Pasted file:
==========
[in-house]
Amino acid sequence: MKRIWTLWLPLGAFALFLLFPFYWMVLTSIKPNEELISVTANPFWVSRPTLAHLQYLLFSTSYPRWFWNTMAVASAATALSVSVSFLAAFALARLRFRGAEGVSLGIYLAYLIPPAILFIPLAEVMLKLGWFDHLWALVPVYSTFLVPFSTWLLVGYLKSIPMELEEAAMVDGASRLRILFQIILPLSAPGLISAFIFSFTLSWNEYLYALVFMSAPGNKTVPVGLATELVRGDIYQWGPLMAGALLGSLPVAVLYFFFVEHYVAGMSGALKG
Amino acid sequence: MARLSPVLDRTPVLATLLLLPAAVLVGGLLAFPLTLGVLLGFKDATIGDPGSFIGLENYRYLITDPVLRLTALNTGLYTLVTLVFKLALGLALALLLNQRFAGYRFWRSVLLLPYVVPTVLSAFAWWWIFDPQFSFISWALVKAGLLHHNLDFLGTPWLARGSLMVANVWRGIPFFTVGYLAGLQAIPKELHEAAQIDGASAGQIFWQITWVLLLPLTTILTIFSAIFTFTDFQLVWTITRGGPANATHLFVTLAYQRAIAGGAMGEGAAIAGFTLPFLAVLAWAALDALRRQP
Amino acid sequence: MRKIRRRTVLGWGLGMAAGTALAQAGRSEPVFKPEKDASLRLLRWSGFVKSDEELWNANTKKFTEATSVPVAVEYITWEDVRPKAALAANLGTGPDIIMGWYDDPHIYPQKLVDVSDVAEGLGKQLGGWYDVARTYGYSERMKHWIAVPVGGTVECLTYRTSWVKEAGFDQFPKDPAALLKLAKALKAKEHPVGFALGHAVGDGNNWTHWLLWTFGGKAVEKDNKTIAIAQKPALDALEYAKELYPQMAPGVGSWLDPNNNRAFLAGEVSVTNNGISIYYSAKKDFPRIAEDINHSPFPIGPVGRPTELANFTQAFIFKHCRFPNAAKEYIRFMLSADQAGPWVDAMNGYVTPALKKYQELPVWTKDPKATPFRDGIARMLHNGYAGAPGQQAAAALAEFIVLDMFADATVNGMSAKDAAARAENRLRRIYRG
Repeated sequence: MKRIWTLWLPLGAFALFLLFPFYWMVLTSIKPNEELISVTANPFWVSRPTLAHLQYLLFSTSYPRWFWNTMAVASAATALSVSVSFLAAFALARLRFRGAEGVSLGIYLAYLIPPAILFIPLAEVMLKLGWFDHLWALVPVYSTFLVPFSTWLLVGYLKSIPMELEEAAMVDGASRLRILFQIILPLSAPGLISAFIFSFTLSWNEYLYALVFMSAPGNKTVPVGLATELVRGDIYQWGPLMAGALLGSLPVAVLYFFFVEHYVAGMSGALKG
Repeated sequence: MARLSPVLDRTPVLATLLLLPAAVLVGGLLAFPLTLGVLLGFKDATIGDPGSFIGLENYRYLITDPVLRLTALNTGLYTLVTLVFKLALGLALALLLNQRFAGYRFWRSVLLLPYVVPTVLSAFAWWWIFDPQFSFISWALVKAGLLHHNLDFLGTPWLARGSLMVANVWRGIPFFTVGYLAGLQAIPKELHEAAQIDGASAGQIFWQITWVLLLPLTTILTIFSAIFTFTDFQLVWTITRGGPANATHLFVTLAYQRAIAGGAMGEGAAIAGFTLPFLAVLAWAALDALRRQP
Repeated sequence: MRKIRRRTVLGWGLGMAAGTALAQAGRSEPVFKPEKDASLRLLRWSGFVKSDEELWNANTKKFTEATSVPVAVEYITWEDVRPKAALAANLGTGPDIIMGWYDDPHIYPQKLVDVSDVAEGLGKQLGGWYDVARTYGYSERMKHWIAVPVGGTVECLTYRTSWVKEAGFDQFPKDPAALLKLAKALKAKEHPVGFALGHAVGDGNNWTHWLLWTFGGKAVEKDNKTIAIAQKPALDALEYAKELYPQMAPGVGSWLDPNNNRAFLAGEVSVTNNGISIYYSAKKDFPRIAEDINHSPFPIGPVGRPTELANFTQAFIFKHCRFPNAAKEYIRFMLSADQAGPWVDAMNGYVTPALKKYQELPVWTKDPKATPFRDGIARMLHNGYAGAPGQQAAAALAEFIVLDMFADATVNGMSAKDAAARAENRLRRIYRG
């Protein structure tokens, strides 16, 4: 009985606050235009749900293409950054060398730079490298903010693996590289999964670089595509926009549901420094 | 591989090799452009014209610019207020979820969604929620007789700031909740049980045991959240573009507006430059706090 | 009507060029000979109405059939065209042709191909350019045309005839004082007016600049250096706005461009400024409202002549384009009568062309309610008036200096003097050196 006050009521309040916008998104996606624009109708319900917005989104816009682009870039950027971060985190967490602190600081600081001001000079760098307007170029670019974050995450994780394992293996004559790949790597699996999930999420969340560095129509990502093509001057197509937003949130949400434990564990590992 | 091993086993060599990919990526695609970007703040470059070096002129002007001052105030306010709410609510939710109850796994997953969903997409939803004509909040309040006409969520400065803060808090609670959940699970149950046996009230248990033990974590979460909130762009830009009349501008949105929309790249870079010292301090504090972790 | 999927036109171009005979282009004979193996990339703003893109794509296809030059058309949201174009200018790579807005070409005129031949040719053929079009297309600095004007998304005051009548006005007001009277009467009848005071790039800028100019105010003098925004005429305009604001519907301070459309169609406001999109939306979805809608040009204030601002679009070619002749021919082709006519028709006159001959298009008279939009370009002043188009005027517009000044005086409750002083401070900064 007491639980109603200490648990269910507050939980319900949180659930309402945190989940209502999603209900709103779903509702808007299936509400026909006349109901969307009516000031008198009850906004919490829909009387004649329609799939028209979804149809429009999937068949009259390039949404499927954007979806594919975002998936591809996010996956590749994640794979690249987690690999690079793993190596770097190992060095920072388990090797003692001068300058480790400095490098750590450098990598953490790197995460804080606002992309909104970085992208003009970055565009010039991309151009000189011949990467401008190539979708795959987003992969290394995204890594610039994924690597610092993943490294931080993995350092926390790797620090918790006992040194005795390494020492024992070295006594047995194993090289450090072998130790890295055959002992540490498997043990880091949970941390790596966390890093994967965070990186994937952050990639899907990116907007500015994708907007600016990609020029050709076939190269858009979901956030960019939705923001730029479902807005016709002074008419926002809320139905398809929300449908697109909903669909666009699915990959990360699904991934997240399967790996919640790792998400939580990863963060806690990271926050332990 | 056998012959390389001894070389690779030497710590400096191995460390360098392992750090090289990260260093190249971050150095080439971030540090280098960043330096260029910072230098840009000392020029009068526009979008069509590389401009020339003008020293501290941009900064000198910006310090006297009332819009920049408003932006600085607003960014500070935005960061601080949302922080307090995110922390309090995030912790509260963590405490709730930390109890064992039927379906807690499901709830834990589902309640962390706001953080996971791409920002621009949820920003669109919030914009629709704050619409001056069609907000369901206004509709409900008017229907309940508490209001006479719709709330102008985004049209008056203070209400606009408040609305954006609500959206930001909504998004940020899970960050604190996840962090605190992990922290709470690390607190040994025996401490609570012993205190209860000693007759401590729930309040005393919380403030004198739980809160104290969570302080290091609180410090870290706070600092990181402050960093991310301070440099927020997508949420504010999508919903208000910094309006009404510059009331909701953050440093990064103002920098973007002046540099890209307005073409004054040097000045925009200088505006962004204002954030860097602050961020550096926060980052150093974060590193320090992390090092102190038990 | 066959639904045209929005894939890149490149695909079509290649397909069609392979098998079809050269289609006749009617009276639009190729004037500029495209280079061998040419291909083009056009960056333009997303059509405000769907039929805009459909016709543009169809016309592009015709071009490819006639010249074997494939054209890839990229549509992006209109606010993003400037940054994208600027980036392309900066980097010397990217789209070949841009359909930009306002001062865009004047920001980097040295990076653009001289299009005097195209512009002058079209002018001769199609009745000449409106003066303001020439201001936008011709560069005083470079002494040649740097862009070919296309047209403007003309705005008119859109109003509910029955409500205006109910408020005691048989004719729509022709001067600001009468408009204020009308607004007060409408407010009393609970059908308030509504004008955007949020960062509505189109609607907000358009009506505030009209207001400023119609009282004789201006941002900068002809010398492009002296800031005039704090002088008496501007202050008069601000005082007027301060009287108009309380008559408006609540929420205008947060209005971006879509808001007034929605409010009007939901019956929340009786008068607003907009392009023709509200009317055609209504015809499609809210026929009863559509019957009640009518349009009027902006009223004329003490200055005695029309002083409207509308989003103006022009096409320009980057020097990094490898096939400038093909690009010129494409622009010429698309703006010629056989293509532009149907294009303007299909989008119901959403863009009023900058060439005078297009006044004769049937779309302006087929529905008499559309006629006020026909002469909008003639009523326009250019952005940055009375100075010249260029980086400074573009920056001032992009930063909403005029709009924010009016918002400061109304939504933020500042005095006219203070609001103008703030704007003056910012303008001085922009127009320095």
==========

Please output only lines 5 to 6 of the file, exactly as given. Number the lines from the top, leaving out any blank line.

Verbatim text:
Repeated sequence: MKRIWTLWLPLGAFALFLLFPFYWMVLTSIKPNEELISVTANPFWVSRPTLAHLQYLLFSTSYPRWFWNTMAVASAATALSVSVSFLAAFALARLRFRGAEGVSLGIYLAYLIPPAILFIPLAEVMLKLGWFDHLWALVPVYSTFLVPFSTWLLVGYLKSIPMELEEAAMVDGASRLRILFQIILPLSAPGLISAFIFSFTLSWNEYLYALVFMSAPGNKTVPVGLATELVRGDIYQWGPLMAGALLGSLPVAVLYFFFVEHYVAGMSGALKG
Repeated sequence: MARLSPVLDRTPVLATLLLLPAAVLVGGLLAFPLTLGVLLGFKDATIGDPGSFIGLENYRYLITDPVLRLTALNTGLYTLVTLVFKLALGLALALLLNQRFAGYRFWRSVLLLPYVVPTVLSAFAWWWIFDPQFSFISWALVKAGLLHHNLDFLGTPWLARGSLMVANVWRGIPFFTVGYLAGLQAIPKELHEAAQIDGASAGQIFWQITWVLLLPLTTILTIFSAIFTFTDFQLVWTITRGGPANATHLFVTLAYQRAIAGGAMGEGAAIAGFTLPFLAVLAWAALDALRRQP